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Old Time Hockey misses the mark on what makes arcade sports games last

But it’ll make you laugh

Old Time Hockey - goal celebration V7 Entertainment
Samit Sarkar (he/him) is Polygon’s deputy managing editor. He has more than 15 years of experience covering video games, movies, television, and technology.

Arcade sports games are basically dead these days, which is one of the main reasons V7 Entertainment made Old Time Hockey. The genre alone would be enough to make this game stand out, considering that the only other hockey game on the market is EA Sports’ NHL series. Yet V7 took an unusual approach in making the game one giant homage to the 1977 film Slap Shot and the way hockey used to be played.

Unfortunately, Old Time Hockey isn’t as fun to play as its arcade sports forebears.

Games like NBA Jam and NFL Blitz captured the hearts of all kinds of people, regardless of whether they were sports fans. They were able to do that by offering something that their simulation counterparts weren’t: the athletes everyone knew, except amped up to become the larger-than-life figures we thought them to be. As far as I was concerned, Shawn Kemp could totally soar into the air, 6 feet above the rim, and throw down a windmill dunk.

Of course, those games also became classics they were so well-designed. Most annual sports games feel dated after just a year or two because their rosters are no longer current, and because they’re made obsolete by their successors’ new features. But there’s something timeless about the best arcade sports titles. EA Sports discovered this when it tried to reboot the NBA Jam and NFL Blitz franchises in 2010 and 2012, respectively. “Modernizing” those games was missing the point.

Old Time Hockey - goalie from Dildo
Yup, that’s a real place.
V7 Entertainment

Playing Old Time Hockey does feel like going back to the glory days of arcade sports video games. Modern analog stick-based controls are an option for players who are familiar with EA’s NHL series, like me, but the game’s old-school two-button scheme will get the job done as well. Whatever method you use, you will find yourself alternately pleased and frustrated with the way Old Time Hockey plays.

Hits feel incredibly satisfying, especially when you lay a hip check on someone and send them tumbling ass over teakettle. Two knockdowns in quick succession will set your team on fire, a state in which it’s impossible to push you off the puck with a check; instead, opponents have to use their stick for a hook or slash to dislodge the puck.

That move is so powerful that it threatens to unbalance the game. Opponents can easily relieve you of possession by whacking you with their sticks, and because there’s no deke control in Old Time Hockey, it’s difficult to evade those attacks. I’ve lost count of the number of times I wound up for a slap shot only to have the puck knocked away.

Old Time Hockey check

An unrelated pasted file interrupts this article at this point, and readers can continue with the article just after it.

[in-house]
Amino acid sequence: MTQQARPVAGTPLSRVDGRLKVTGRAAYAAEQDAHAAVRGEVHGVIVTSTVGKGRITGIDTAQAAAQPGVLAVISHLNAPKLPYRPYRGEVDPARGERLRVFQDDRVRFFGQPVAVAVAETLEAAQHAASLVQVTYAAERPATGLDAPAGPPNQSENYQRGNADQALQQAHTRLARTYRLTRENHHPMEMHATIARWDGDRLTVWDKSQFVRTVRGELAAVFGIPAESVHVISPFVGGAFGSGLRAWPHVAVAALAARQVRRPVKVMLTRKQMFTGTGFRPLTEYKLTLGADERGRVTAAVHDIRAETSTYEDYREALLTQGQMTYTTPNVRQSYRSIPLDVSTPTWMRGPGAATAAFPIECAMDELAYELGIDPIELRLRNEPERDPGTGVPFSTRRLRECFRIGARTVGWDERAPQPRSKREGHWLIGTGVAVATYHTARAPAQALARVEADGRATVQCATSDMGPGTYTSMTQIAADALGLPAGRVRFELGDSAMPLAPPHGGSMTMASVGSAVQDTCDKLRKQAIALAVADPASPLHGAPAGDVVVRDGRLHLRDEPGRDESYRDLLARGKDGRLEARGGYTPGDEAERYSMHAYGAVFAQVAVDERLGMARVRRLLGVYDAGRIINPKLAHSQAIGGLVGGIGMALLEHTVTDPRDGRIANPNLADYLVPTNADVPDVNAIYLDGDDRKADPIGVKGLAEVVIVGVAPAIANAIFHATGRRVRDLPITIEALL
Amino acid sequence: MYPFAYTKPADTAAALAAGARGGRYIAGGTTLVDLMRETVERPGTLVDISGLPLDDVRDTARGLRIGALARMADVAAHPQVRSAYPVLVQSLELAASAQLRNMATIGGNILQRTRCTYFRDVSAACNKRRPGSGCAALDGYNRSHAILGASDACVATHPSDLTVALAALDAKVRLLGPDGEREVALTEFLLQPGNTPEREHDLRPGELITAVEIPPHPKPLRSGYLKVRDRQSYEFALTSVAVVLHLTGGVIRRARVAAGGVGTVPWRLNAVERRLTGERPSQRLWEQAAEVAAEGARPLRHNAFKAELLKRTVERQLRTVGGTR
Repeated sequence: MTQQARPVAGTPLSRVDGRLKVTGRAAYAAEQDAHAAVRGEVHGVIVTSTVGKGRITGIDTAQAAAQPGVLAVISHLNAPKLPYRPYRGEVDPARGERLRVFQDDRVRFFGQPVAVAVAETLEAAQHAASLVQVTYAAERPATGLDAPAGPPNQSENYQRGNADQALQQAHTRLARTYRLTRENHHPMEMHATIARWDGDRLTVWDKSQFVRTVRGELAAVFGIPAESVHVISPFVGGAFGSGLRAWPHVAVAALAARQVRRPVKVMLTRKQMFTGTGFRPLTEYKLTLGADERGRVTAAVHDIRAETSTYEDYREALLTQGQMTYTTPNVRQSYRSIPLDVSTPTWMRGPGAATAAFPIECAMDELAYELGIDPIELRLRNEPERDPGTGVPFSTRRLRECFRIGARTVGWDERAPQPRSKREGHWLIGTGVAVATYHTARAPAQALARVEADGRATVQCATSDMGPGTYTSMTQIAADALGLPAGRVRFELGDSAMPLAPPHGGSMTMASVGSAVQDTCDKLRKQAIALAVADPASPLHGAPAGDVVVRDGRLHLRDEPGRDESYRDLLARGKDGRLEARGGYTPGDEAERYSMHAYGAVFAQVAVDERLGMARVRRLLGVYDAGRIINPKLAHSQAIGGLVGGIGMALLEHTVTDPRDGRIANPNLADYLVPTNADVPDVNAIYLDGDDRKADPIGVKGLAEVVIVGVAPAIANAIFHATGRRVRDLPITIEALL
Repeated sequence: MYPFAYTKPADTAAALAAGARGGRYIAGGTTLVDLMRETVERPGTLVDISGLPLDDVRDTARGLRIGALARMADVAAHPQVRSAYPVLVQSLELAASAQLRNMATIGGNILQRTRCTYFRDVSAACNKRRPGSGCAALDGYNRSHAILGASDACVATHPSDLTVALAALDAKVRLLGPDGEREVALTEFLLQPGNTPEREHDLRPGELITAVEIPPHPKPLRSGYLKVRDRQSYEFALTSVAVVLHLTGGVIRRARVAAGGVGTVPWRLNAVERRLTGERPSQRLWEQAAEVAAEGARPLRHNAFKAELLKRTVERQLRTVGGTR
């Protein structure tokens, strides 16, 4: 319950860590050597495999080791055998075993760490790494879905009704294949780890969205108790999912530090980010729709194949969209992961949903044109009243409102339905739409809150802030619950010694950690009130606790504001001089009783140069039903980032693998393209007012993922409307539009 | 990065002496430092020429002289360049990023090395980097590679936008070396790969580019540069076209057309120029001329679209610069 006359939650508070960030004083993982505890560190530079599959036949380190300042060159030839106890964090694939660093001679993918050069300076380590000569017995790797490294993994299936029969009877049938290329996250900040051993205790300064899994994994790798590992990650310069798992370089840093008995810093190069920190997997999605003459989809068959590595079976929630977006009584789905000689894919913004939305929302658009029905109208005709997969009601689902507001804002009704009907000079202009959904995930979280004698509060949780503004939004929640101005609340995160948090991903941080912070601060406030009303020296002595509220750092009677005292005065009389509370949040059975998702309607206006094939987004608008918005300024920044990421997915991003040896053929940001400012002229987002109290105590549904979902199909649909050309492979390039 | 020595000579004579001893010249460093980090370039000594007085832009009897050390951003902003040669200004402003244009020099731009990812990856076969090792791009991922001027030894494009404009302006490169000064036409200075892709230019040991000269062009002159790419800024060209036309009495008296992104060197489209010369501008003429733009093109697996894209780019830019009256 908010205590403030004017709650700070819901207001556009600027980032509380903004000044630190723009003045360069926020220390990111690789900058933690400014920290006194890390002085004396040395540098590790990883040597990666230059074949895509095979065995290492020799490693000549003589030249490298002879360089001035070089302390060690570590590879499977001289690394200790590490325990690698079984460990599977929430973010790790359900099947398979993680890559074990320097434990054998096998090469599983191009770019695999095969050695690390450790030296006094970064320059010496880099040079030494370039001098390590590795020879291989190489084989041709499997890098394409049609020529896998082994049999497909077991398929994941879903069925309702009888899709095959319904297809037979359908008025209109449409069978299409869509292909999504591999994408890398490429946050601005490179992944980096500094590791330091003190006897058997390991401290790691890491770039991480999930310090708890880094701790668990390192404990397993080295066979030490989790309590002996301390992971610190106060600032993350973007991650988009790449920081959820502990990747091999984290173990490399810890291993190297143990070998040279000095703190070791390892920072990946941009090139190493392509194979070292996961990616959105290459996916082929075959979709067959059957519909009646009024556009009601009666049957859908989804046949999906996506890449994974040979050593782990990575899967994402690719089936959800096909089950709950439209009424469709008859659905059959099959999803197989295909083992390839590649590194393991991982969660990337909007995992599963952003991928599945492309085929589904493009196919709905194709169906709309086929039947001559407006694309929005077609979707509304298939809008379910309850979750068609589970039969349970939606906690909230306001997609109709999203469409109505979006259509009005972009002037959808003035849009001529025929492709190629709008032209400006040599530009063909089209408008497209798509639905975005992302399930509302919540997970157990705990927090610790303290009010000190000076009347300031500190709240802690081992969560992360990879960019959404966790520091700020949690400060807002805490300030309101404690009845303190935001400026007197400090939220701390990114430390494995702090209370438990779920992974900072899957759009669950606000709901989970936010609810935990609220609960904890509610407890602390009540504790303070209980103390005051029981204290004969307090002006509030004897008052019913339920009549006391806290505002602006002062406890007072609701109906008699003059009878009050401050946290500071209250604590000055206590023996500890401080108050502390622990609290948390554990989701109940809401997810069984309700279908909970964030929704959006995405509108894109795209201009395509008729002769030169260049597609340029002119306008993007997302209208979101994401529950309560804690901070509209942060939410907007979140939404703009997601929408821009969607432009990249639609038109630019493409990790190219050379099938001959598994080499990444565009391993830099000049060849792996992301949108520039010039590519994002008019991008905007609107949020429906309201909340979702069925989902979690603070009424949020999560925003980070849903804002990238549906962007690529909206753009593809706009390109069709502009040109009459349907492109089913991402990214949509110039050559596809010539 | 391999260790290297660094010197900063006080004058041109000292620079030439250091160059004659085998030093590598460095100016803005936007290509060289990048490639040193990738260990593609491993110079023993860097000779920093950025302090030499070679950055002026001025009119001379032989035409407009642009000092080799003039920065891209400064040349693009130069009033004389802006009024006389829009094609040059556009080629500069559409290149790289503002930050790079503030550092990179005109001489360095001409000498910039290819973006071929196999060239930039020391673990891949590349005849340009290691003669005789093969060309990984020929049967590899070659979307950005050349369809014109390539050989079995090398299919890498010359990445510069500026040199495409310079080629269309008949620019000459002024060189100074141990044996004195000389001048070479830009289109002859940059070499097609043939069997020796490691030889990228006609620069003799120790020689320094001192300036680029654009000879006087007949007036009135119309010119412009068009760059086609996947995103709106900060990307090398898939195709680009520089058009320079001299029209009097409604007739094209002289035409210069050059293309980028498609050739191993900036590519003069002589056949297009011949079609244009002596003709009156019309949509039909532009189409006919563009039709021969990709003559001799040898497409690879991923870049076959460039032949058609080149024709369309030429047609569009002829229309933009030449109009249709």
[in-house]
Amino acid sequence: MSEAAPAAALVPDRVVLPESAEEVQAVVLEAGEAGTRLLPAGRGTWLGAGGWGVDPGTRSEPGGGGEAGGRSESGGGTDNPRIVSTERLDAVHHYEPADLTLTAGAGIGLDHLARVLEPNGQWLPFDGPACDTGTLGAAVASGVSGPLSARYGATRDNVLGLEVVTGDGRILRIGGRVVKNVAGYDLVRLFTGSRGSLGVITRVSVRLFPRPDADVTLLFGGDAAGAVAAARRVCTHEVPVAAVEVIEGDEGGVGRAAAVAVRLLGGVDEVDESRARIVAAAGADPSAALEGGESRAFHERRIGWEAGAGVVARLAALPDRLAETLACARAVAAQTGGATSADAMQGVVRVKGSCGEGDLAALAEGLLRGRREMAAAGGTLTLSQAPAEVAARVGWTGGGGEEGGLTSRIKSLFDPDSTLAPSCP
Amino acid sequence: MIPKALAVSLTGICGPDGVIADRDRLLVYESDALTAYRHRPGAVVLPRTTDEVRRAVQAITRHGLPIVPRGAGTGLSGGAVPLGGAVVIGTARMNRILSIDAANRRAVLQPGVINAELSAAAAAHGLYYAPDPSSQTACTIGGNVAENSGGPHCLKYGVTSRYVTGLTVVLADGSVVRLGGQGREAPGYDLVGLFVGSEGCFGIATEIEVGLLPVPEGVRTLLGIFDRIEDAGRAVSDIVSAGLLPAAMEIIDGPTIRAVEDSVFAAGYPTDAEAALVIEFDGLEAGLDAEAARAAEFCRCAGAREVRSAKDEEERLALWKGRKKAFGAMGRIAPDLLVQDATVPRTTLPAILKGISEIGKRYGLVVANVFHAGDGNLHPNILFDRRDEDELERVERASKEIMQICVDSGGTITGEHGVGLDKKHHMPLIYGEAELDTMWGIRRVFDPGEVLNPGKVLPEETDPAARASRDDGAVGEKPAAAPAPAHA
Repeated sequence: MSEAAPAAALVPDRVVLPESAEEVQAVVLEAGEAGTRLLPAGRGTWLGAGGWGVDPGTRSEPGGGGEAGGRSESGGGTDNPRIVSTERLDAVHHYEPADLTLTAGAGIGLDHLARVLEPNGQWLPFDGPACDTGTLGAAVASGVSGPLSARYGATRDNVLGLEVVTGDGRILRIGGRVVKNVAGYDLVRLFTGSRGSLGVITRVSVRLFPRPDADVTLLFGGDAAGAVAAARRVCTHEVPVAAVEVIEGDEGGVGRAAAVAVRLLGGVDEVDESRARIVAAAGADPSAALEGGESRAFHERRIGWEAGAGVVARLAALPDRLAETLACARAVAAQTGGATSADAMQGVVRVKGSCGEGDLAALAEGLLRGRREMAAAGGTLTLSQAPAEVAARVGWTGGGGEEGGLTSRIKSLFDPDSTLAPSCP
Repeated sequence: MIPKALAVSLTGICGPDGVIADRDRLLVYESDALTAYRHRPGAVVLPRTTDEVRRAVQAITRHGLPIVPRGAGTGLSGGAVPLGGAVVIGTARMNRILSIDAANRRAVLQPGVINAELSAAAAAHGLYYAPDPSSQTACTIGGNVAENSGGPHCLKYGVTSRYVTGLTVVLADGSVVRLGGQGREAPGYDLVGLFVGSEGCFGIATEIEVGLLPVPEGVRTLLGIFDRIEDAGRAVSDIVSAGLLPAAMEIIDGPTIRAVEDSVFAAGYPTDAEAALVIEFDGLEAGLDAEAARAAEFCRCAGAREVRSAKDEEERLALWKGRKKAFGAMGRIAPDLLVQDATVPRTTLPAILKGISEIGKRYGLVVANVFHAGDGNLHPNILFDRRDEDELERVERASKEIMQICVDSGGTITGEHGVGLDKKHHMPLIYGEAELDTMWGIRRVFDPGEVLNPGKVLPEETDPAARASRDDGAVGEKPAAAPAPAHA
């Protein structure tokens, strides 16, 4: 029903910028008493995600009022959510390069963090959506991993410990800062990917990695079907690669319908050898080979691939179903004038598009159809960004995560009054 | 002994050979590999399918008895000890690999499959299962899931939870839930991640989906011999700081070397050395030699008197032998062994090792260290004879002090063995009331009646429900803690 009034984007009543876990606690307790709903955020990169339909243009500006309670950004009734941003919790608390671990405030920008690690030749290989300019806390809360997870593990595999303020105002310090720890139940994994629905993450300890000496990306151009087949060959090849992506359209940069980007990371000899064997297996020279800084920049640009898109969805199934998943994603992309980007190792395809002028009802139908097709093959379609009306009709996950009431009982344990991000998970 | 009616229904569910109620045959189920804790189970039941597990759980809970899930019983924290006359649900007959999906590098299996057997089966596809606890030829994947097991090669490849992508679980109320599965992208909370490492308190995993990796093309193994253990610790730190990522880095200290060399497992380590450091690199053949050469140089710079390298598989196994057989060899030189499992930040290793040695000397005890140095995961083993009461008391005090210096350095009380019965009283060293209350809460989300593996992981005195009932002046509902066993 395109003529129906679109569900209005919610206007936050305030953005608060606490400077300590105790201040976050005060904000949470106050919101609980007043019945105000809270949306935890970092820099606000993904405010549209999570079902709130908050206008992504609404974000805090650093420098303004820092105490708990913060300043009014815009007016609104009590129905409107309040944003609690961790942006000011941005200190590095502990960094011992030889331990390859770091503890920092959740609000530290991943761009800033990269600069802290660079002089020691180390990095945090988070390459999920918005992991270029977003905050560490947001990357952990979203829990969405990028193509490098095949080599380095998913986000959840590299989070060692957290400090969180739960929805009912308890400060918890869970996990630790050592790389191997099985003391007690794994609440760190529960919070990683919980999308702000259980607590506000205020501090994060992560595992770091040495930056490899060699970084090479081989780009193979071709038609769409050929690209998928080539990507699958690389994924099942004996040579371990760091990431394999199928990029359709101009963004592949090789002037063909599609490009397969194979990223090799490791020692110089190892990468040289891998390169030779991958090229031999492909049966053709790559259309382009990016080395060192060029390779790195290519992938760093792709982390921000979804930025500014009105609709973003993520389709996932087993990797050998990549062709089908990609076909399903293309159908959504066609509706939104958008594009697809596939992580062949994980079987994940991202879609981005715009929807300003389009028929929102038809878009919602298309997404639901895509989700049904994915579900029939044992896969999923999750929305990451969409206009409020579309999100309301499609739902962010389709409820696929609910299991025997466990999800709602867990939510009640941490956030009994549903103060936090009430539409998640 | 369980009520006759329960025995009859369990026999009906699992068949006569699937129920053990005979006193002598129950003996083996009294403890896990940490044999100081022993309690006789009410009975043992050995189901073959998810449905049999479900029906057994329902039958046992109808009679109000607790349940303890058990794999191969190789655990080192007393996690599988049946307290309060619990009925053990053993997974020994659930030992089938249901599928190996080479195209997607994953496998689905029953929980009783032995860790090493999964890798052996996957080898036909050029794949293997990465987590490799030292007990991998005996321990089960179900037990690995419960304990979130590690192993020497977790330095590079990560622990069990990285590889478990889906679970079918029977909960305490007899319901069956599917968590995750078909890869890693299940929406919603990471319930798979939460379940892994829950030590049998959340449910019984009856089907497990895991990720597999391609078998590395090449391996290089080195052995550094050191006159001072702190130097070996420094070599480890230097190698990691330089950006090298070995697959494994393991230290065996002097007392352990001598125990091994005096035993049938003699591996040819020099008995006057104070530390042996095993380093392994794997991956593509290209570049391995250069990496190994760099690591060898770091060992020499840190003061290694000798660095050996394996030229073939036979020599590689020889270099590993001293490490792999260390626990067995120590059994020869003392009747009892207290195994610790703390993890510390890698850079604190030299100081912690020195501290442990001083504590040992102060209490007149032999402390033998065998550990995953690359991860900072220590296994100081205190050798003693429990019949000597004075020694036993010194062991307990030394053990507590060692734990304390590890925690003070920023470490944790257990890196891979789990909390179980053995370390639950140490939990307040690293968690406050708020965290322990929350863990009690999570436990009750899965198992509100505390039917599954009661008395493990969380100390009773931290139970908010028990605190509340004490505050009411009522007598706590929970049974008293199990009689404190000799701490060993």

Wouldn’t want to be that dude.
V7 Entertainment

Defense in your own zone is also frustrating. Your computer-controlled teammates put up little resistance to the other team, and the goalies in this game are flat-out dumb. In most other hockey video games, you can press the pass button as a skater to have your goalie pass the puck to you. Not so in Old Time Hockey — instead, rather than covering the puck for a stoppage of play, netminders simply toss the puck to the boards behind them. (Of course, you can take advantage of this in the other team’s zone, but that doesn’t make its existence any better.)

I have fewer complaints about offense, but one glaring issue sticks out more than anything else: As far as I can tell, it is impossible to perform a one-timer in Old Time Hockey. You can make a pass and then fire off a shot shortly after your teammate receives the puck, but unlike in every other hockey game I have ever played — going back to NHL 95 on the Sega Genesis — you cannot preload a shot. This is confounding, since one-timers are a key play in hockey and an even bigger element of video game hockey.

These issues are more annoying than omissions like online play or a replay viewer; the lack of those features is understandable, considering the fact that Old Time Hockey was made by a small indie team. Not allowing people to make basic hockey plays limits their strategies, and also ensures that their play will suffer: They’ll give up goals they shouldn’t have, and miss out on goals they should’ve scored.

Old Time Hockey - story mode Schuylkill River loading screen
Raise your hand if you had “Pennsylvania river with a weirdly pronounced name and a history of pollution” on your bingo card for the sources of jokes in a hockey video game.
V7 Entertainment

The problems on the ice make me less interested in going through Old Time Hockey’s story mode — a feature that’s rare in sports games, especially indie titles. That’s a shame, because V7 has written a goofy, bawdy tale for the Charleston Blues, a bunch of not-so-lovable losers playing in the Bush Hockey League (BHL). Most of the story panels in the game’s loading screens got a chuckle out of me, at least. And now that V7 has patched out the absurd, misguided setup that forced players to gradually unlock advanced controls by playing through the story mode, I can recommend it.

I’m less enthusiastic about recommending Old Time Hockey itself. It is not quite the oasis in the desert of the arcade sports genre that I was hoping for. These games trade primarily on how fun it is to play them, and there is a lot about Old Time Hockey’s design that makes it more fun than frustrating. I’ve enjoyed much of my time with the game, but I feel like I’ve just about had my fill of it, too.

Old Time Hockey is currently available on PlayStation 4 and Windows PC for $11.99. It is also coming to Nintendo Switch and Xbox One.